Spaghetti Squash Pasta Substituteposted by Andrea | 11/25/2014
As many of you have probably noticed… pasta is one of my favorite comfort foods. It also happens to be an extremely simple and frugal meal to prepare — both of which work in my favor. And thankfully, Dave and Nora share my love of pasta. In fact, when Nora is asked what she’d like to eat, 9 times out of 10, she’ll say “pasta”.
We usually eat some type of pasta once a week for dinner (here are a few of my favorite recipes), and then a couple more times as leftovers for lunch. And if I’m really honest, I’ve been known to warm up a bowl of pasta for breakfast every now and then (Nora will eat this for breakfast too!)
Pasta ALWAYS sounds good to me!
I realize pasta is not the absolute worst or most unhealthy food choice I could make; however I also know it doesn’t have many nutrients at all. I usually serve our pasta meals with at least one cooked vegetable, a salad, and my homemade applesauce — so the meal isn’t all starch 🙂 And sometimes, I’ll serve the pasta as a side dish to chicken parmesan, homemade meatballs, or another meat of choice for a more hearty meal.
Due to all the gluten-free diets popping up these days, my pasta recipe posts are frequently met with “how can I make this gluten free?” questions.
I suppose my obvious answer would be to simply substitute gluten-free pasta. However, I’ve recently been hearing a lot about Spaghetti Squash from people in my “circle”. Even my sister (who also loves pasta) reported that she has regularly been swapping out many of her noodles for spaghetti squash as it’s so much healthier and actually contains vitamins and nutrients!
Since squash is gluten-free, I figured I had to give it a try, not only to appease my many gluten-free blog readers, but also just to satisfy my own curiosity as I was not very optimistic it would taste great.
Thankfully, Spaghetti Squash is readily available and very inexpensive right now — so it was the perfect time for a little experimenting on my part 🙂
I only did one squash for this post — but if this is something you want to eat more often, I’d suggest baking several squash at the same time.
Recipe for Baked Spaghetti Squash
Preheat oven to 350*F. Grease whatever pan(s) you’re using to bake the squash.
Cut each squash in half and scoop out the seeds with a spoon.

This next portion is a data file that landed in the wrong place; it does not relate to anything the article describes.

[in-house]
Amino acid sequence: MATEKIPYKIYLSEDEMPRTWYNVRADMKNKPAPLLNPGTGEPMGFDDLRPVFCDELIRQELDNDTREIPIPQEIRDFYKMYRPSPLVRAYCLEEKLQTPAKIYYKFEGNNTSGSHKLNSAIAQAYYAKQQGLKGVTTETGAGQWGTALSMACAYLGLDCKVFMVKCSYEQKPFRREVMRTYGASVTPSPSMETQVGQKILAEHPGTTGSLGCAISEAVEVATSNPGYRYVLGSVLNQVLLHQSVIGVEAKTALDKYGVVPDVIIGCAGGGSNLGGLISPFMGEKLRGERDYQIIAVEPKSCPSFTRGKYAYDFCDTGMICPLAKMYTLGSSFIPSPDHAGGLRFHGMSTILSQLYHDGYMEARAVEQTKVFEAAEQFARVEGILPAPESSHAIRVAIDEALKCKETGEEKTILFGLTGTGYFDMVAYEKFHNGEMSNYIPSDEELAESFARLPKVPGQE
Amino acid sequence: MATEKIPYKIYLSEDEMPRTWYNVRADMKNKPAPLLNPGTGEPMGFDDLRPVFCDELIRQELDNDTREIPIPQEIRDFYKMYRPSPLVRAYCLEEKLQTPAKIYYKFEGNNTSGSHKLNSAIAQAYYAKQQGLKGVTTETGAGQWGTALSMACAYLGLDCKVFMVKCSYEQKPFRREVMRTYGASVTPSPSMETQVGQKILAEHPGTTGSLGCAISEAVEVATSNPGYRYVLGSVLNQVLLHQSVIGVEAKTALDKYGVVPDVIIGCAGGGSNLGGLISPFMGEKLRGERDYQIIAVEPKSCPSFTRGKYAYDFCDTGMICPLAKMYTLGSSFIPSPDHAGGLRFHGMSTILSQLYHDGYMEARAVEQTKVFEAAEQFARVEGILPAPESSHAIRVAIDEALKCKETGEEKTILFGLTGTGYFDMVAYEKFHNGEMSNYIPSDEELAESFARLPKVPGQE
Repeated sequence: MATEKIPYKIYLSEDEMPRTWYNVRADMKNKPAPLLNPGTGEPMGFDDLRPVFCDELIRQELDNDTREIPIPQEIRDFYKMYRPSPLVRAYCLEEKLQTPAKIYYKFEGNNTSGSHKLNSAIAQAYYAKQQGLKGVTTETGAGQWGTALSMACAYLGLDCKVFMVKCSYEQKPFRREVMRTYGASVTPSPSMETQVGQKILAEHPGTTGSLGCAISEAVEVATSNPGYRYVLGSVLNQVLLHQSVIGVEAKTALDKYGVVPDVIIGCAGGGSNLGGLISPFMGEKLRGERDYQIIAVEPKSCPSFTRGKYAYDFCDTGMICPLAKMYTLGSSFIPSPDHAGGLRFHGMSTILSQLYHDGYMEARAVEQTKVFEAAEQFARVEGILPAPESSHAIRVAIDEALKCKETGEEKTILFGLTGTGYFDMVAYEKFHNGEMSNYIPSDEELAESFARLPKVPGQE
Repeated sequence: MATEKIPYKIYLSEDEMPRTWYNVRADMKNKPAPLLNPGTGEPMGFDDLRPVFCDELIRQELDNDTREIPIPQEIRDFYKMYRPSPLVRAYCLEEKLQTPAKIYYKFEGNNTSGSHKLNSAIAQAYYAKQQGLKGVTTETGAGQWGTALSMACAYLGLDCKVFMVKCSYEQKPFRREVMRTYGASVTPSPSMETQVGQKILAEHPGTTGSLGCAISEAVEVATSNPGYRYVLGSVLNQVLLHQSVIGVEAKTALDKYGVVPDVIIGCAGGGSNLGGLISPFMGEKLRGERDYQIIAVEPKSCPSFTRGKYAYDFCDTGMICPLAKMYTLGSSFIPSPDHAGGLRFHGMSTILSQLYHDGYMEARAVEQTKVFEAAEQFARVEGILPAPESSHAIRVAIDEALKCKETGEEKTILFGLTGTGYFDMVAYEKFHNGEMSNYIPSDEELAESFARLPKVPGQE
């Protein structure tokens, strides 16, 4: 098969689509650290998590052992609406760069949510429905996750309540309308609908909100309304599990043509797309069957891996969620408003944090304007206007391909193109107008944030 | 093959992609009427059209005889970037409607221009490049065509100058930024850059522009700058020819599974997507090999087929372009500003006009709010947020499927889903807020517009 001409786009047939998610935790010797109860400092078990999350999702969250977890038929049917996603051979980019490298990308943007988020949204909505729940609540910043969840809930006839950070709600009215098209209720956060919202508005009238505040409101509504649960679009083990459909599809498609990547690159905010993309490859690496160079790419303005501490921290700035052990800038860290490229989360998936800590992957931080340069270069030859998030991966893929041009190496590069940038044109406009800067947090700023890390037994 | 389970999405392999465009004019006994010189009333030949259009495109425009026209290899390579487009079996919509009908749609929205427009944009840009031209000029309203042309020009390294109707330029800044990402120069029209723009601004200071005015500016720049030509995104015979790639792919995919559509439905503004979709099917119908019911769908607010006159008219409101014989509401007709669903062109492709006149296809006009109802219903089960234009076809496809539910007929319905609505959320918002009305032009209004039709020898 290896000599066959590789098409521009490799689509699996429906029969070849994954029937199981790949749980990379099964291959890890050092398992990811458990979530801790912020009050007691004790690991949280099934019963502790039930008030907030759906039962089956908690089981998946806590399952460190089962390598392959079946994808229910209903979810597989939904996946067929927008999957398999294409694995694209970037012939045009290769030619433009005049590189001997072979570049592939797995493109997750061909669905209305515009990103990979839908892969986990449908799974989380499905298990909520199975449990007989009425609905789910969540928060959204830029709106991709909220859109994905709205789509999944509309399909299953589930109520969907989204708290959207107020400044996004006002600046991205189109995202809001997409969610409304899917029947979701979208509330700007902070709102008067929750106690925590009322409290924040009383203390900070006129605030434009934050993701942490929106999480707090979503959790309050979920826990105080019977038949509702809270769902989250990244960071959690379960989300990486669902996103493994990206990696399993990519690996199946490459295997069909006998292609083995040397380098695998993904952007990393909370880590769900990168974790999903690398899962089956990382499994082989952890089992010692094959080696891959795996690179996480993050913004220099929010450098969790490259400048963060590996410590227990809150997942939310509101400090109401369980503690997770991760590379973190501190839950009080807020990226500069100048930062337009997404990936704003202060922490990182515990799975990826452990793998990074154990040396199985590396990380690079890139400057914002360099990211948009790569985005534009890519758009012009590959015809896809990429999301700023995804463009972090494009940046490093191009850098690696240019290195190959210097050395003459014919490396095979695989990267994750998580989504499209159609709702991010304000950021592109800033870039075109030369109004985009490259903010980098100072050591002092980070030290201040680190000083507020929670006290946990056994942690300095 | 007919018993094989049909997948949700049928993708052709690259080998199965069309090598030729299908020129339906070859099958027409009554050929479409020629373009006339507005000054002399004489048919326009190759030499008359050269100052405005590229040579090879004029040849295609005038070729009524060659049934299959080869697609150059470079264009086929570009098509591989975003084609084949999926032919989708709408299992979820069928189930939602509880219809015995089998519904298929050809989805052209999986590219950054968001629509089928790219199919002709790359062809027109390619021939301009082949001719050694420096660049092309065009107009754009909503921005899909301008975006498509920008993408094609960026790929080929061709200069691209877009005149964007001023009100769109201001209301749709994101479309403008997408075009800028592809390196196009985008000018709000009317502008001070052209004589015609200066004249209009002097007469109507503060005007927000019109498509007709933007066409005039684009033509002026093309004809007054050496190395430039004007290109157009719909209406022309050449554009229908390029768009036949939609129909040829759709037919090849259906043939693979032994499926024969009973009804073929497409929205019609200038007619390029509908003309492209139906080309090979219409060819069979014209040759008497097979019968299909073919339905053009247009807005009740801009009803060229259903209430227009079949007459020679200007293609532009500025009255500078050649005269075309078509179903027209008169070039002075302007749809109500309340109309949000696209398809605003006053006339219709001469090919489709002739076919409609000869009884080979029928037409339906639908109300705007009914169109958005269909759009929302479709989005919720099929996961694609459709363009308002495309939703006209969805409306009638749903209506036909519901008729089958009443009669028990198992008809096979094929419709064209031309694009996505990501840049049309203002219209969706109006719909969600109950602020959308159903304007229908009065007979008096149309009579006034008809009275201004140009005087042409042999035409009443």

Please the squash, cut side down, in the greased pan and bake for 90 minutes at 350*F.
The picture below shows what the cooked squash looks like when it comes out of the oven. You’ll want to let it cool for a while (probably at least 20 minutes)
After the squash is cooled, use a fork to “shred” it into pasta-like strands. This is extremely simple and will require almost no pressure as it literally just falls apart.
I shred mine over a bowl and then cover and refrigerate until I need to use it for a recipe (usually later that day or the next day).
At this point, you can essentially use the shredded spaghetti squash in place of spaghetti noodles in any of your favorite pasta recipe.
The picture below is of my Pizza Pasta (one of our favorites) made with spaghetti squash.
Dave and I were both extremely surprised by how good it tasted, as well as how similar the texture was to regular pasta. We both had seconds and eagerly heated the rest up for leftovers the next day.
Nora immediately noticed a difference and asked, “Why did you use different ‘basketti’?” I just told her it was a special kind of spaghetti, and that seemed to work for her. She ate almost everything we gave her — which means she ate a fair amount of squash!
Obviously, using Spaghetti Squash wasn’t as simple as opening a box of pasta — but you could easily bake the squash the night before (or even earlier in the week) to save time. Once the squash is shredded and ready to go, you can throw a pasta dish together in no time (especially if you use store-bought sauce!)
I’m certain I won’t use spaghetti squash as a pasta substitute every single time — but this seems to be a really great way to incorporate more veggies and nutrients into pasta meals that might otherwise be a bit lacking in nutritional properties. Oh yeah, and it should work for all of your gluten-free needs!
I feel like this is one relatively small and simple change I can make every now and then to be a little healthier — and those are my favorite changes to make 🙂
What are your favorite healthier recipe substitutes?
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